By Kiply Lukan Yaworski, Catholic Saskatoon News
The Catholic bishops of Saskatchewan issued a joint statement regarding racism July 13, calling for a renewed spirit of respect and caring.
Expressing “great concern regarding racial injustices,” the message from the five bishops expresses support for those in the community responding to “the scandal of how people treat one another.”
Signed by Archbishop Donald Bolen of Regina, Bishop Bryan Bayda of the Ukrainian Catholic Eparchy of Saskatoon, Archbishop Murray Chatlain of Keewatin-LePas, Bishop Mark Hagemoen of Saskatoon, and Bishop Albert Thévenot of Prince Albert, the message cites a number of recent events in the United States and Canada.
“The protests that began over the tragic death of George Floyd in the United States have expanded as protesters raise awareness of widespread injustice,” note the bishops.
“In our own provincial context, people across the province are calling on government, businesses, and all institutions to address inequality and injustices caused by systemic racism. In our context, such systemic racism continues to impact Indigenous Peoples, and those of African and Asian descent, including most recently anti-Asian assaults and offenses in relation to the COVID-19 pandemic,” the bishops write. “We also continue to hear of incidents here in Saskatchewan and in other parts of Canada that are of grave concern.”
In the face of a “deterioration of human respect and kindness,” the bishops affirm the intrinsic dignity of every human being.
They also call for “respectful and constructive ways to solve problems and differences, versus spiraling into increasing disrespect and violence.”
Citing the Catholic Christian tradition, and beginning with the creation of all people in the image and likeness of God (Genesis 1:26-27), the bishops note that “With the privilege of being created fully human comes the responsibility to live and act towards others as God acts towards us.“
The bishops cite St. Paul’s letter to the Philippians: “If then there is any encouragement in Christ, any consolation from love, any sharing in the Spirit, any compassion and sympathy, make my joy complete: be of the same mind, having the same love, being in full accord and of one mind. Do nothing from selfish ambition or conceit, but in humility regard others as better than yourselves. Let each of you look not to your own interests, but to the interests of others. Let the same mind be in you that was in Christ Jesus…” (Phil. 2: 1-5)
The Saskatchewan bishops’ message continues: “The privilege of our humanity carries with it the great responsibility of the preferential care of our brothers and sisters – especially those who deal with obstacles, injustices, or other barriers to their human flourishing.”
Systemic racism that affects our culture in many ways – and which can be aggravated by times of crisis, such as the COVID-19 pandemic – “will tear apart human solidarity as it corrupts our minds and hearts,” the bishops write.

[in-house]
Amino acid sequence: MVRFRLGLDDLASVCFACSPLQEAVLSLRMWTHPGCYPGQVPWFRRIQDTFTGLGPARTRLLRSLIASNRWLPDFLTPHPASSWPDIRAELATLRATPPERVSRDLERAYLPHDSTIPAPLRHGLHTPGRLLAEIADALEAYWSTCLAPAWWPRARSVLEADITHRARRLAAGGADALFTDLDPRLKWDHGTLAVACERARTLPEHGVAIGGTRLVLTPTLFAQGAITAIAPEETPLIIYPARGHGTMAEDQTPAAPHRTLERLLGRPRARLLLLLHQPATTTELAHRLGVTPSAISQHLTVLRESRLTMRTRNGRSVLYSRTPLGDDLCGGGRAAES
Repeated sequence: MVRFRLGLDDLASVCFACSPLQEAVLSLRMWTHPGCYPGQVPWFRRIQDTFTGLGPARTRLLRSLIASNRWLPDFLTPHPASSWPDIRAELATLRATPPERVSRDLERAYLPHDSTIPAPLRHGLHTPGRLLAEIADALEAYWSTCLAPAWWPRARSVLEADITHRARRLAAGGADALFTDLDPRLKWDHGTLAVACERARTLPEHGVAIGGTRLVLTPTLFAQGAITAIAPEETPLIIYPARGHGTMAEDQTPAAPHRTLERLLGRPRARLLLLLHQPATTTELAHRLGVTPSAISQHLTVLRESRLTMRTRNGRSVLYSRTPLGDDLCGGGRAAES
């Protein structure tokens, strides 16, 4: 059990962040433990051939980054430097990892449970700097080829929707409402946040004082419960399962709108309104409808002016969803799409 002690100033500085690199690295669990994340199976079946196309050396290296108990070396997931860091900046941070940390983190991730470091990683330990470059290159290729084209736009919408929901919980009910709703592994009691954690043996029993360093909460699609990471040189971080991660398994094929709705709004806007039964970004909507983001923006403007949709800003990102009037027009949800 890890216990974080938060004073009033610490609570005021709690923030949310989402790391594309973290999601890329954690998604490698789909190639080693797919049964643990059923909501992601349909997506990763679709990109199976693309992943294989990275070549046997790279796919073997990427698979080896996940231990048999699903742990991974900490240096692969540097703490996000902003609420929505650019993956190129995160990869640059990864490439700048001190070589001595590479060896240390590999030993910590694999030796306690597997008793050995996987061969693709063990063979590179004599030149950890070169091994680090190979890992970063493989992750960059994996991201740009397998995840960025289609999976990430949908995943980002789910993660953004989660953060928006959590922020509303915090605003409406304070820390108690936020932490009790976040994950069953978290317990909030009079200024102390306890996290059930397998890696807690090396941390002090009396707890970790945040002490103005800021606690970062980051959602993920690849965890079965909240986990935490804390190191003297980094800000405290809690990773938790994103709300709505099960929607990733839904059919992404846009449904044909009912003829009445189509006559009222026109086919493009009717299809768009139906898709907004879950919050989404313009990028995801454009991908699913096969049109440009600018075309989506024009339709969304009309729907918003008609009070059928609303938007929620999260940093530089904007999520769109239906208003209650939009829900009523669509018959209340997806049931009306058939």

They call for an end to the scourge of racism and intolerance, and encourage respectful dialogue to address obstacles to human dignity, and to bring about constructive growth and change – something which the bishops say must first involve personal ongoing conversion.
“’Get yourselves a new heart and a new spirit!’ (Ezekiel 18:31) We can work constructively for systemic change and growth when we are open to this in our own lives,” says the message.
“Such change also needs to address how we engage and dialogue about difficult topics and issues. In all ways – the Christian community and all people of good will need to hold the bar high in how we behave ourselves and as we seek constructive and respectful dialogue versus the way of destructive confrontation or melancholic disengagement.”
The Catholic Bishops of Saskatchewan quote Pope Francis – “If there is one word that we should never tire of repeating, it is this: dialogue. We are called to promote a culture of dialogue by every possible means and thus to rebuild the fabric of society. The culture of dialogue entails a true apprenticeship and a discipline that enables us to view others as valid dialogue partners, to respect the foreigner, the immigrant and people from different cultures as worthy of being listened to. Today we urgently need to engage all the members of society in building a culture which privileges dialogue as a form of encounter and in creating a means for building consensus and agreement while seeking the goal of a just, responsive and inclusive society.” (Pope Francis, — Address upon receiving the Charlemagne Prize, May 6, 2016)
The Catholic bishops of Saskatchewan also stress the ongoing work of Canada’s Truth and Reconciliation Commission: “We have only just begun to carry out its vision for achieving reconciliation,” they note.
“The circumstances that we face highlighting racism, injustice and violence in our world remind us that we are at an important threshold. May we choose wisely and walk courageously as we, ‘… act justly, love kindly, and walk humbly with our God’ (Micah 6:8).”